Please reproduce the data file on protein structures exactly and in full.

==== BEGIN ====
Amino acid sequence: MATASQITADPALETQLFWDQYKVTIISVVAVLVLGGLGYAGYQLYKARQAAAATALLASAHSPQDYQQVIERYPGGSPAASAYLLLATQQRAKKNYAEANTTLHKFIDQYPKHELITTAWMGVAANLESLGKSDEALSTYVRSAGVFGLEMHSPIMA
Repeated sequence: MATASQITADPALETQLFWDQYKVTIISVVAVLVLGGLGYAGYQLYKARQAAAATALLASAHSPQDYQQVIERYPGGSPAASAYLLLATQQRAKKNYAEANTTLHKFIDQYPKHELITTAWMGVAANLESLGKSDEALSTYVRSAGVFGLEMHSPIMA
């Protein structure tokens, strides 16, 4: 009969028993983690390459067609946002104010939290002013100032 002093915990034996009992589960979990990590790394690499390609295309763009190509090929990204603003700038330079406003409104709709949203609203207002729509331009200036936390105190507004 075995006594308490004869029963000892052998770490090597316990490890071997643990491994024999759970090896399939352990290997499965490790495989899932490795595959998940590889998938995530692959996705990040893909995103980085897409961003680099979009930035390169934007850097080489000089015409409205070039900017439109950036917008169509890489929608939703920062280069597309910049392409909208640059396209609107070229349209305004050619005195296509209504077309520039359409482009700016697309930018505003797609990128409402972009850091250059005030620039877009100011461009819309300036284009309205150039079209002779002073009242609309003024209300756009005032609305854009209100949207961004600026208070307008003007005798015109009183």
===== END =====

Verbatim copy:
Amino acid sequence: MATASQITADPALETQLFWDQYKVTIISVVAVLVLGGLGYAGYQLYKARQAAAATALLASAHSPQDYQQVIERYPGGSPAASAYLLLATQQRAKKNYAEANTTLHKFIDQYPKHELITTAWMGVAANLESLGKSDEALSTYVRSAGVFGLEMHSPIMA
Repeated sequence: MATASQITADPALETQLFWDQYKVTIISVVAVLVLGGLGYAGYQLYKARQAAAATALLASAHSPQDYQQVIERYPGGSPAASAYLLLATQQRAKKNYAEANTTLHKFIDQYPKHELITTAWMGVAANLESLGKSDEALSTYVRSAGVFGLEMHSPIMA
């Protein structure tokens, strides 16, 4: 009969028993983690390459067609946002104010939290002013100032 002093915990034996009992589960979990990590790394690499390609295309763009190509090929990204603003700038330079406003409104709709949203609203207002729509331009200036936390105190507004 075995006594308490004869029963000892052998770490090597316990490890071997643990491994024999759970090896399939352990290997499965490790495989899932490795595959998940590889998938995530692959996705990040893909995103980085897409961003680099979009930035390169934007850097080489000089015409409205070039900017439109950036917008169509890489929608939703920062280069597309910049392409909208640059396209609107070229349209305004050619005195296509209504077309520039359409482009700016697309930018505003797609990128409402972009850091250059005030620039877009100011461009819309300036284009309205150039079209002779002073009242609309003024209300756009005032609305854009209100949207961004600026208070307008003007005798015109009183």